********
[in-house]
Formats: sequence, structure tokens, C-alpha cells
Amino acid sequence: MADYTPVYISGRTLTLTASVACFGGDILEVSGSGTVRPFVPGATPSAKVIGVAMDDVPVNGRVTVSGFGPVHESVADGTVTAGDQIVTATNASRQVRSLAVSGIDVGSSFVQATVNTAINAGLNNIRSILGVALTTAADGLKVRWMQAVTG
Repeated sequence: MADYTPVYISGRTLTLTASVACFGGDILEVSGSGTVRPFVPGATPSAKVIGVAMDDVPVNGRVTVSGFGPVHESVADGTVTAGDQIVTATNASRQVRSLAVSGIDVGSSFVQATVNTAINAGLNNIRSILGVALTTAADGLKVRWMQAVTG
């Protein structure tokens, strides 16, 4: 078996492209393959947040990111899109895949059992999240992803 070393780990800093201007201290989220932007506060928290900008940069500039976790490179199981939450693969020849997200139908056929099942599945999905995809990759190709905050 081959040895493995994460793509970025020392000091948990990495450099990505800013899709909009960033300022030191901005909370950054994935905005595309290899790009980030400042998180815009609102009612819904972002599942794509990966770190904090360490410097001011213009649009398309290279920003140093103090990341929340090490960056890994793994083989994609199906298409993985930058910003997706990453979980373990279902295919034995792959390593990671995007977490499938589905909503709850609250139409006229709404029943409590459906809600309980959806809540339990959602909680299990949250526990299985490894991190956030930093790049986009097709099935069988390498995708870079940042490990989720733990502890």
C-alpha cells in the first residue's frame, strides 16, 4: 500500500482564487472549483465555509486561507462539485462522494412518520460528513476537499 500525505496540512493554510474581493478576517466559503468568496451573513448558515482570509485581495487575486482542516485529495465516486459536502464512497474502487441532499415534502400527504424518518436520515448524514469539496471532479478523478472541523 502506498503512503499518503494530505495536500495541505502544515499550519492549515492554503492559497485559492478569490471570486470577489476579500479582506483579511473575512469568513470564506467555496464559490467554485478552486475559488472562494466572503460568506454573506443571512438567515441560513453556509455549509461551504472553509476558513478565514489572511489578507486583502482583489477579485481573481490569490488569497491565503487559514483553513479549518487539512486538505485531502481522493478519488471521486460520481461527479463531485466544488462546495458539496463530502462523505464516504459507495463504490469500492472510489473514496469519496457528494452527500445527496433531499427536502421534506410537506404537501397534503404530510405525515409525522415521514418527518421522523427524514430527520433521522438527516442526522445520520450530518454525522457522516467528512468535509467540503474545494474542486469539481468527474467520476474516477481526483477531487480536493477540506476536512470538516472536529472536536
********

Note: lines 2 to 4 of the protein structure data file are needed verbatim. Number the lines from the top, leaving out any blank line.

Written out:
Formats: sequence, structure tokens, C-alpha cells
Amino acid sequence: MADYTPVYISGRTLTLTASVACFGGDILEVSGSGTVRPFVPGATPSAKVIGVAMDDVPVNGRVTVSGFGPVHESVADGTVTAGDQIVTATNASRQVRSLAVSGIDVGSSFVQATVNTAINAGLNNIRSILGVALTTAADGLKVRWMQAVTG
Repeated sequence: MADYTPVYISGRTLTLTASVACFGGDILEVSGSGTVRPFVPGATPSAKVIGVAMDDVPVNGRVTVSGFGPVHESVADGTVTAGDQIVTATNASRQVRSLAVSGIDVGSSFVQATVNTAINAGLNNIRSILGVALTTAADGLKVRWMQAVTG